An £8,000 equity release penalty
Reprinted from The Times, 21 July 2018
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My friend, for whom I have power of attorney, and his wife took out a lifetime mortgage with Norwich Union (subsequently taken over by Aviva Equity Release) in July 2006. They did not make any interest payments, so the loan increased over the years. My friend’s health deteriorated after his wife died and in January 2017 he was admitted to hospital and social services assessed that he was not able to look after himself. He was released into a care home two months later. Aviva was informed in April 2017.
Apart from a small pension, my friend’s only asset is his house. He understood it would have to be sold to pay for his care costs and the lifetime mortgage would have to be repaid from the proceeds of the sale.
On completion of the sale in January the lifetime mortgage was repaid, but Aviva included an early repayment charge in the settlement figure of £8,075. This was despite the original loan’s conditions stating that if you went into full-time care an early repayment charge would not apply.
To not delay completion the solicitor paid the full amount and on January 25 advised Aviva that the early repayment charge would be contested, but it has received no response.
Mr C Wright, West Sussex
A Mr Wright has written to Aviva on his friend’s behalf four times since April, as well as phoned and emailed. The only time he has had contact was in January, when he was asked to send copies of his power of attorney. The matron of his friend’s care home has also written to Aviva confirming his medical condition and need for full-time care and called. Aviva has not replied.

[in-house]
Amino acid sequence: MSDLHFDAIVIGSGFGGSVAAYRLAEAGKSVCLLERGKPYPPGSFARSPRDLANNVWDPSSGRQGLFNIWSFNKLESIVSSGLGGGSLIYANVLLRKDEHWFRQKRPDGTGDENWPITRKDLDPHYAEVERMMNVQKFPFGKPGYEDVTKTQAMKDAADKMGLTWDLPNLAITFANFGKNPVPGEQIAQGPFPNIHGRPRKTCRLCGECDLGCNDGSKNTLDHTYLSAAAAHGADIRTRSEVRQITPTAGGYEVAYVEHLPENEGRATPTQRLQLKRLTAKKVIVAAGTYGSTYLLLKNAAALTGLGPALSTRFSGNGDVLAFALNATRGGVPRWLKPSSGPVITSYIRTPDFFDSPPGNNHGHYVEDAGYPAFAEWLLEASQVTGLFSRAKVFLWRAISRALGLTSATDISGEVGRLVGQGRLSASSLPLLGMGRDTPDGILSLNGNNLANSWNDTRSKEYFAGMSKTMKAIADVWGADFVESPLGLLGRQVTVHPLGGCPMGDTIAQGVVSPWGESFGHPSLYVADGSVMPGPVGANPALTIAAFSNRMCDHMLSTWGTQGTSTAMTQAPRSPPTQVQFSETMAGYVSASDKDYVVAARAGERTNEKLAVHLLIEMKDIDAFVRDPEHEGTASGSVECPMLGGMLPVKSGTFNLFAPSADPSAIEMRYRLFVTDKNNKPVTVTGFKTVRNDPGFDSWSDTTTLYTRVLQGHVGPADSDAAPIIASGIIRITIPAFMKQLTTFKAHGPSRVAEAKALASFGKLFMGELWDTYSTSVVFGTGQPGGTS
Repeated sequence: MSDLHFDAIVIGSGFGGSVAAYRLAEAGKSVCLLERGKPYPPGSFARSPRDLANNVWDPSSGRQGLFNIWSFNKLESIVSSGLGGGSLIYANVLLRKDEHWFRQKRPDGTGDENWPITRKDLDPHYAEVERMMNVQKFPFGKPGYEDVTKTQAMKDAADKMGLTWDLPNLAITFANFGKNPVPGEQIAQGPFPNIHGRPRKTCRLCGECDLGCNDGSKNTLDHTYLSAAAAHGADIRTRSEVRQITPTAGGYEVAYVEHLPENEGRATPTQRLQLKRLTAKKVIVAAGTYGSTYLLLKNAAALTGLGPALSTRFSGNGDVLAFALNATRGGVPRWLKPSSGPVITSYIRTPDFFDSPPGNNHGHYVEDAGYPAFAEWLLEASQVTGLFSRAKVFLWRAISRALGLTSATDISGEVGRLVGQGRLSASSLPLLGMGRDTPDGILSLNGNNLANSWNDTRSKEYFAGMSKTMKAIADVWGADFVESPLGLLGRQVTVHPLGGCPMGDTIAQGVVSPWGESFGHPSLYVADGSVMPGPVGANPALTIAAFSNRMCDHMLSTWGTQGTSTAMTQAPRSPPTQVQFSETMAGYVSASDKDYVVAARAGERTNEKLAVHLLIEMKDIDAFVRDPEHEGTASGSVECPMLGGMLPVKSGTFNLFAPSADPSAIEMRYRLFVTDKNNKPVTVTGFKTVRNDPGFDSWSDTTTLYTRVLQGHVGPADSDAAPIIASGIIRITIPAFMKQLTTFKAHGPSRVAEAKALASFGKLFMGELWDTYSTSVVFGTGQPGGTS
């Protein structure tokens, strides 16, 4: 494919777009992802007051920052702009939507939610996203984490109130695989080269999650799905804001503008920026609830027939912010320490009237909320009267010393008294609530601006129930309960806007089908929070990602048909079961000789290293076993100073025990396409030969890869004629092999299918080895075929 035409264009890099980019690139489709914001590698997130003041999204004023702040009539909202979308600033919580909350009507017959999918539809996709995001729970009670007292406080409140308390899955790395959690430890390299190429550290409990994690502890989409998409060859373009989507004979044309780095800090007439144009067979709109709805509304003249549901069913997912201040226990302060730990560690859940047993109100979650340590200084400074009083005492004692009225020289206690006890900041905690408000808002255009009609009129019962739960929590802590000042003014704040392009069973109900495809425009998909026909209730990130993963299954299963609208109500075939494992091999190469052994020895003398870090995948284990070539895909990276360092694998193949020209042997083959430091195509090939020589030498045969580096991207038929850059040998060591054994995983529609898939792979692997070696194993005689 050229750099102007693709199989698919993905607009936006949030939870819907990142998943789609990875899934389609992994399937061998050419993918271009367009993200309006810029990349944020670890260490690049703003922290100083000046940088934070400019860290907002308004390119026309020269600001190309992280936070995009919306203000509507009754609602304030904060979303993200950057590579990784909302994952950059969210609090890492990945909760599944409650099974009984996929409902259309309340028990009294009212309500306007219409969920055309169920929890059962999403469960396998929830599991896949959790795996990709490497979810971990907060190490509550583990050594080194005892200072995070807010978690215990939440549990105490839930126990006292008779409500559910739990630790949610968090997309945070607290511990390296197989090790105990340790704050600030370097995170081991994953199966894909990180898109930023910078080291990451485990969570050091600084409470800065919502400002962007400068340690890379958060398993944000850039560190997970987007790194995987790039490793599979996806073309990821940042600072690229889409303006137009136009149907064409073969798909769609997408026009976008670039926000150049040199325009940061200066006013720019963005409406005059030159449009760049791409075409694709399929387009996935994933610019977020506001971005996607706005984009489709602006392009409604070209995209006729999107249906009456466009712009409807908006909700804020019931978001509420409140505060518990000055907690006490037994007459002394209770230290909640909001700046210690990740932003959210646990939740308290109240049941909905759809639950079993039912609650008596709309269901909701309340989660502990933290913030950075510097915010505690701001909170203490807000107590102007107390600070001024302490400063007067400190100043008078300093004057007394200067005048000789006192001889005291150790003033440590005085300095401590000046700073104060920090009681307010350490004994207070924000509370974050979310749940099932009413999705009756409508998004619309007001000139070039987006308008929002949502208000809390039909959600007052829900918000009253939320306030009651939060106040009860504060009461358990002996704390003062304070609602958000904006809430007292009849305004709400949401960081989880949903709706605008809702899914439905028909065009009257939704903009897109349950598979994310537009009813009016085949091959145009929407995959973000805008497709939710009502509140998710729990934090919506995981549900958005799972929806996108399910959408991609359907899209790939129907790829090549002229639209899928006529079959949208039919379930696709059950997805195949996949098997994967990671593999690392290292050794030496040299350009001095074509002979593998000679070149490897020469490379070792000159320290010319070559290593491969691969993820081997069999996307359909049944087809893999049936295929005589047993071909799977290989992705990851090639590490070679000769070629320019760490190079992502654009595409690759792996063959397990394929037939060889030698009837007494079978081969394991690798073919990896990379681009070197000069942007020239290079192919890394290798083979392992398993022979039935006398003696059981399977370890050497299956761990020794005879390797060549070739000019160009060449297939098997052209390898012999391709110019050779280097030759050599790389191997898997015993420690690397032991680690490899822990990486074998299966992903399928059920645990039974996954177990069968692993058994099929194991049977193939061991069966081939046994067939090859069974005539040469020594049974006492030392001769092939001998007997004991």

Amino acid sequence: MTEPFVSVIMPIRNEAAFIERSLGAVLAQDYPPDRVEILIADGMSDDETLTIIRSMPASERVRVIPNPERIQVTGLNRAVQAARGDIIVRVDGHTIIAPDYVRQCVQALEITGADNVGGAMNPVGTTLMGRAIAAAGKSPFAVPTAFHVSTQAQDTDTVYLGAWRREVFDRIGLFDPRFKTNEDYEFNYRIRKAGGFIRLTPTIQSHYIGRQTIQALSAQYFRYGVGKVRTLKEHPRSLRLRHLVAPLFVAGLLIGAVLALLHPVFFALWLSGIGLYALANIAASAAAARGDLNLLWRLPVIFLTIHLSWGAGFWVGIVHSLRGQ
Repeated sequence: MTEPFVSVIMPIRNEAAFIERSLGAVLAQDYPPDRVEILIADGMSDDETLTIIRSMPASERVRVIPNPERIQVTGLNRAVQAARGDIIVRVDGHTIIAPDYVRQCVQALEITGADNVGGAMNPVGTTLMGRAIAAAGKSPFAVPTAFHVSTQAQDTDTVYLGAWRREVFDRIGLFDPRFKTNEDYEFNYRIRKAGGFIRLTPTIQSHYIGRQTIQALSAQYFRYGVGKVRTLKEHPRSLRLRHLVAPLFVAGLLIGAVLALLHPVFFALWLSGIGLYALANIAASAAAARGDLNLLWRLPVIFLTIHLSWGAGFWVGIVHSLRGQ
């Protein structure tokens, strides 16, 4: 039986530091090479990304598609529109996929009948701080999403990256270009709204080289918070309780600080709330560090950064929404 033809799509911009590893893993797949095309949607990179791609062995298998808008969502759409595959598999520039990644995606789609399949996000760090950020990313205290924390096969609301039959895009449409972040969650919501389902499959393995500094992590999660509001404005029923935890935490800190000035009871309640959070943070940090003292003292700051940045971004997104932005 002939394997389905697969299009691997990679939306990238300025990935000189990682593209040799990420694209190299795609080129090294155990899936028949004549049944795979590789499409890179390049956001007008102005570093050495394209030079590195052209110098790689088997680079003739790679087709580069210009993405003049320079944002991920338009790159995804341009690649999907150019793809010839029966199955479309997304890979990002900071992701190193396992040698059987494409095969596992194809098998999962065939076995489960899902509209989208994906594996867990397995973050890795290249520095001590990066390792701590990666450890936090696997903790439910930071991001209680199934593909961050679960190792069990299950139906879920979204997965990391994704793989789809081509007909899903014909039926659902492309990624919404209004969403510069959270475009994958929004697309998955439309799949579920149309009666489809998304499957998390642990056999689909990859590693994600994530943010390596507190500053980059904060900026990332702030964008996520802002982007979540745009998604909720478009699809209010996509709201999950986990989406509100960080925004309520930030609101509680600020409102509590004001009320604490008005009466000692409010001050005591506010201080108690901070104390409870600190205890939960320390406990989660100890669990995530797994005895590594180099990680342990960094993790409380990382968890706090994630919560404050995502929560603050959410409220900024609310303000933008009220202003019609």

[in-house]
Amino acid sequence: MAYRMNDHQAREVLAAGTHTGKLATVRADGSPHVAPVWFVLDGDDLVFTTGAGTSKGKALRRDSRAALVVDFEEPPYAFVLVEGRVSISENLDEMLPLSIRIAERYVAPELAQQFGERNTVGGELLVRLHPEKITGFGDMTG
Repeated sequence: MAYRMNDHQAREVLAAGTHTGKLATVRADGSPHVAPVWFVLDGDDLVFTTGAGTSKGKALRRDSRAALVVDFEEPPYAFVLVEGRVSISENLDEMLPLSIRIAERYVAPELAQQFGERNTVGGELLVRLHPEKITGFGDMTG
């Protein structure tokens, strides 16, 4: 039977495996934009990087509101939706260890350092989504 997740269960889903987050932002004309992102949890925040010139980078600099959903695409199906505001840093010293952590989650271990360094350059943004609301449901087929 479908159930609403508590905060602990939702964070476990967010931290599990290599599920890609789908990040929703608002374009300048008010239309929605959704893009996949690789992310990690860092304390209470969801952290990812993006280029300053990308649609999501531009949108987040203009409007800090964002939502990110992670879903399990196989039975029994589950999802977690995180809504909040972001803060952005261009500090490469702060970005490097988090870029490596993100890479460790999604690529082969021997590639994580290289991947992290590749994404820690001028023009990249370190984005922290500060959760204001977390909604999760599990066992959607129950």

Mr Wright says: “I believe Aviva’s lack of response is neither professional nor ethical.”
On the front of Aviva’s web page advertising its lifetime mortgage, it states: “Our lifetime mortgage is a form of equity release, essentially a long-term loan secured on your property. You don’t need to make any repayments before the end of your plan. We’ll still add interest on to the loan each year at a fixed rate, but the loan and the interest are repaid in full, usually from the sale of your property when you die or go into long-term care. Terms and conditions apply.”
These terms and conditions are key because, contrary to what it appears to state, selling your home because you are going into long-term care is not a reason to avoid a hefty early repayment charge. You have to be deemed “ill enough” by Aviva’s stringent criteria. You do not have to pay the charge if you are going into care because you have dementia, or if you need help from someone else to perform at least two activities of daily living. These include dressing, feeding, moving from room to room, being able to move from a bed to an upright chair and vice versa, being able to use the toilet, or being able to wash.
Aviva says it was not made clear by Mr Wright whether his friend was able to complete these tasks. It says: “Our customers do not have to pay an early redemption charge if they meet certain criteria. We have a process in place to assess whether this applies and in this case we sent medical forms to the customer when he notified us that he had gone into a care home in April 2017, but we did not receive a response.
“In January 2018 we received notification that the lifetime mortgage was about to be redeemed, but the information provided by Mr Wright at that time confirmed that our customer would not meet the criteria needed for the early redemption charge not to apply. Mr Wright has contacted us to clarify this position, but we did not respond adequately to these inquiries. We have now arranged to refund the charge.”
Aviva has also offered Mr Wright £300 as a gesture of goodwill.
Reprinted from The Times, 21 July 2018